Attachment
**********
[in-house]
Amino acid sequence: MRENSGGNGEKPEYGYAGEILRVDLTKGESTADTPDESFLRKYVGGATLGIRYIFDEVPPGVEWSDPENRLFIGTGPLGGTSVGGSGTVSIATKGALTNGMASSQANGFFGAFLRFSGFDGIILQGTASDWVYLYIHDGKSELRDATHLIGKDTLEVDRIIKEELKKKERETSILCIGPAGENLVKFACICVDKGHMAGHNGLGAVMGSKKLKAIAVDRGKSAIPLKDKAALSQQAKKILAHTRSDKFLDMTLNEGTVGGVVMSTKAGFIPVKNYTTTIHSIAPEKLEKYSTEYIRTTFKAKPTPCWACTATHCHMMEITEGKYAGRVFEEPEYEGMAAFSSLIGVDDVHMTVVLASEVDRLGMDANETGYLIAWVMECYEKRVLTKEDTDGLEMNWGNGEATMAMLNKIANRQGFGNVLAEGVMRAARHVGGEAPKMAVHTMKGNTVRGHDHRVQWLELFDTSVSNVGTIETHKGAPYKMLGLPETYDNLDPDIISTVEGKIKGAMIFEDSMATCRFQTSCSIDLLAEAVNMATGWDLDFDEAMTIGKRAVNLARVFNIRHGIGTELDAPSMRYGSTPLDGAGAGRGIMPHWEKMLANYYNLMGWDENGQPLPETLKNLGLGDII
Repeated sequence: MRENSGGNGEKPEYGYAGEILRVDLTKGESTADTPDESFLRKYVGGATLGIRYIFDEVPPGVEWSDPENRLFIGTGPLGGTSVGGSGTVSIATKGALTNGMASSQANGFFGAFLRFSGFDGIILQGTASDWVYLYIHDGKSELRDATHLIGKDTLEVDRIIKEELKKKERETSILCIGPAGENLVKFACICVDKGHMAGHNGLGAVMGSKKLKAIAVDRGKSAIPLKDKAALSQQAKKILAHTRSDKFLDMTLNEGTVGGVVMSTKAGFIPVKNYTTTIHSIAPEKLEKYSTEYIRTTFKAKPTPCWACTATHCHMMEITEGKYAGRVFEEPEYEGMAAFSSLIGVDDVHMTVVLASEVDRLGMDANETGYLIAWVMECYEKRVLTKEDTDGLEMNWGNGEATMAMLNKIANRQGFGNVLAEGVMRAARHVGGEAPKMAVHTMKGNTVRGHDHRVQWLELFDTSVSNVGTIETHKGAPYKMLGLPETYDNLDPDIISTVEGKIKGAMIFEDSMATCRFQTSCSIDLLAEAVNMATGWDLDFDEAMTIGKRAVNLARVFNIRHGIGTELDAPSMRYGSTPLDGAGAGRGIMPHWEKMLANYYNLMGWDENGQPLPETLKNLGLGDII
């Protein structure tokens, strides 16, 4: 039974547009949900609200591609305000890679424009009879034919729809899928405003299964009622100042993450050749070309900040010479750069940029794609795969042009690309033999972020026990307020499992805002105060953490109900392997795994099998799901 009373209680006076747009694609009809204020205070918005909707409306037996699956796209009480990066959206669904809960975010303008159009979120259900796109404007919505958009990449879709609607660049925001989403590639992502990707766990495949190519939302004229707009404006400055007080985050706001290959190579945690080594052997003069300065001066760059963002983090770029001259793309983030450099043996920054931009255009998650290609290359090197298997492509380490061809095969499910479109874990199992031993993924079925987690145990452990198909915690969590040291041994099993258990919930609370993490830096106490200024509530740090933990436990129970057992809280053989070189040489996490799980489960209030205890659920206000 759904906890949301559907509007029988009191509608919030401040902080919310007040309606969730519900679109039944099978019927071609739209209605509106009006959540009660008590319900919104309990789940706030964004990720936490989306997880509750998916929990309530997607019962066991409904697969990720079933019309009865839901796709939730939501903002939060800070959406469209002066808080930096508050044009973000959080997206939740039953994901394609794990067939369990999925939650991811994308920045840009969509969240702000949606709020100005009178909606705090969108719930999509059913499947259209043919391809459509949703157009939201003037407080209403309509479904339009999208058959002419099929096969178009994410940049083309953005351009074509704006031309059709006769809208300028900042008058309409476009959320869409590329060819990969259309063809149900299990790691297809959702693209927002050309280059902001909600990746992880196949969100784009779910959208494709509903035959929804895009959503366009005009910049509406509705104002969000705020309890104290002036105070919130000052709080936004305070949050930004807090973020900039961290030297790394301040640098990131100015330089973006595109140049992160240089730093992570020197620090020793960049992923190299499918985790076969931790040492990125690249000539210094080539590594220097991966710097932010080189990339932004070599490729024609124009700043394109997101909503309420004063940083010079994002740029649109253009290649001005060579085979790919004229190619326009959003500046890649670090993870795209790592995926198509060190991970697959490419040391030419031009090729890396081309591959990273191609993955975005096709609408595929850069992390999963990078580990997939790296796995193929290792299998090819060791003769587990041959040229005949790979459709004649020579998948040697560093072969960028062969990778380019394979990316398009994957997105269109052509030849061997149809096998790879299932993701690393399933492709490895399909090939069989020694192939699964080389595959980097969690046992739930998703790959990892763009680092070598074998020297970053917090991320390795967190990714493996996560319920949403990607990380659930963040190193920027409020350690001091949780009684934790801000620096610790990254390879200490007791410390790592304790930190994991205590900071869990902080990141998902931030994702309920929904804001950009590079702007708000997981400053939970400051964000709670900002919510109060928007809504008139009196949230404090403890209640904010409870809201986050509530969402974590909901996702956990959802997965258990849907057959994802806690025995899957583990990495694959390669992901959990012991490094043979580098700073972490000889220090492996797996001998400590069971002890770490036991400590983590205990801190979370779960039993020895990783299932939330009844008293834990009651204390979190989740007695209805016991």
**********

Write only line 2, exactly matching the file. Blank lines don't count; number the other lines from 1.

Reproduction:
Amino acid sequence: MRENSGGNGEKPEYGYAGEILRVDLTKGESTADTPDESFLRKYVGGATLGIRYIFDEVPPGVEWSDPENRLFIGTGPLGGTSVGGSGTVSIATKGALTNGMASSQANGFFGAFLRFSGFDGIILQGTASDWVYLYIHDGKSELRDATHLIGKDTLEVDRIIKEELKKKERETSILCIGPAGENLVKFACICVDKGHMAGHNGLGAVMGSKKLKAIAVDRGKSAIPLKDKAALSQQAKKILAHTRSDKFLDMTLNEGTVGGVVMSTKAGFIPVKNYTTTIHSIAPEKLEKYSTEYIRTTFKAKPTPCWACTATHCHMMEITEGKYAGRVFEEPEYEGMAAFSSLIGVDDVHMTVVLASEVDRLGMDANETGYLIAWVMECYEKRVLTKEDTDGLEMNWGNGEATMAMLNKIANRQGFGNVLAEGVMRAARHVGGEAPKMAVHTMKGNTVRGHDHRVQWLELFDTSVSNVGTIETHKGAPYKMLGLPETYDNLDPDIISTVEGKIKGAMIFEDSMATCRFQTSCSIDLLAEAVNMATGWDLDFDEAMTIGKRAVNLARVFNIRHGIGTELDAPSMRYGSTPLDGAGAGRGIMPHWEKMLANYYNLMGWDENGQPLPETLKNLGLGDII